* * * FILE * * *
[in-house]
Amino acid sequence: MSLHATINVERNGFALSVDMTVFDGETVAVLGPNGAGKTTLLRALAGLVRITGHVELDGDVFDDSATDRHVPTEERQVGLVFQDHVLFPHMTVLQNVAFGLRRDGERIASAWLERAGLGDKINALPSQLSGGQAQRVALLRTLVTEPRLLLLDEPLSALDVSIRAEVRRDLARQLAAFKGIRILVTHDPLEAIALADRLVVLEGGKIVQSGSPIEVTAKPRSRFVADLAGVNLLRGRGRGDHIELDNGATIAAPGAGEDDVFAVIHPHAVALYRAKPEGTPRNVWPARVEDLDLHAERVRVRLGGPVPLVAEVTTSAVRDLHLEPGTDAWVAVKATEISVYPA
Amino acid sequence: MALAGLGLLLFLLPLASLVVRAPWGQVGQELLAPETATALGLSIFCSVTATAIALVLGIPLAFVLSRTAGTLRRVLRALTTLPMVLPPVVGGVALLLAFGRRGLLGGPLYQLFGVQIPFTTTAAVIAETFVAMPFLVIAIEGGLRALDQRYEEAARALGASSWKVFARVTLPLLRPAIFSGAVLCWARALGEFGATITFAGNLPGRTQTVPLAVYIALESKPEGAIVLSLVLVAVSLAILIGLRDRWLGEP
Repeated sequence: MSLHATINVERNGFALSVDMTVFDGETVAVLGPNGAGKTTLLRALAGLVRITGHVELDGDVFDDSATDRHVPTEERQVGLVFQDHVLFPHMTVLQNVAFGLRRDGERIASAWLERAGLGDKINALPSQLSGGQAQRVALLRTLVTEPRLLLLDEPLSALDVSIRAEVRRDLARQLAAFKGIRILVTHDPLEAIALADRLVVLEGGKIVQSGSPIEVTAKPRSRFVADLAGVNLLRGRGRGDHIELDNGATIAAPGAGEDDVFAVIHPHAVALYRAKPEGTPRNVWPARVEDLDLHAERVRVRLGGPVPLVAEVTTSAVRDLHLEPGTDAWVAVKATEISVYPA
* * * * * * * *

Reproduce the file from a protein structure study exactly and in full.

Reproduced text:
[in-house]
Amino acid sequence: MSLHATINVERNGFALSVDMTVFDGETVAVLGPNGAGKTTLLRALAGLVRITGHVELDGDVFDDSATDRHVPTEERQVGLVFQDHVLFPHMTVLQNVAFGLRRDGERIASAWLERAGLGDKINALPSQLSGGQAQRVALLRTLVTEPRLLLLDEPLSALDVSIRAEVRRDLARQLAAFKGIRILVTHDPLEAIALADRLVVLEGGKIVQSGSPIEVTAKPRSRFVADLAGVNLLRGRGRGDHIELDNGATIAAPGAGEDDVFAVIHPHAVALYRAKPEGTPRNVWPARVEDLDLHAERVRVRLGGPVPLVAEVTTSAVRDLHLEPGTDAWVAVKATEISVYPA
Amino acid sequence: MALAGLGLLLFLLPLASLVVRAPWGQVGQELLAPETATALGLSIFCSVTATAIALVLGIPLAFVLSRTAGTLRRVLRALTTLPMVLPPVVGGVALLLAFGRRGLLGGPLYQLFGVQIPFTTTAAVIAETFVAMPFLVIAIEGGLRALDQRYEEAARALGASSWKVFARVTLPLLRPAIFSGAVLCWARALGEFGATITFAGNLPGRTQTVPLAVYIALESKPEGAIVLSLVLVAVSLAILIGLRDRWLGEP
Repeated sequence: MSLHATINVERNGFALSVDMTVFDGETVAVLGPNGAGKTTLLRALAGLVRITGHVELDGDVFDDSATDRHVPTEERQVGLVFQDHVLFPHMTVLQNVAFGLRRDGERIASAWLERAGLGDKINALPSQLSGGQAQRVALLRTLVTEPRLLLLDEPLSALDVSIRAEVRRDLARQLAAFKGIRILVTHDPLEAIALADRLVVLEGGKIVQSGSPIEVTAKPRSRFVADLAGVNLLRGRGRGDHIELDNGATIAAPGAGEDDVFAVIHPHAVALYRAKPEGTPRNVWPARVEDLDLHAERVRVRLGGPVPLVAEVTTSAVRDLHLEPGTDAWVAVKATEISVYPA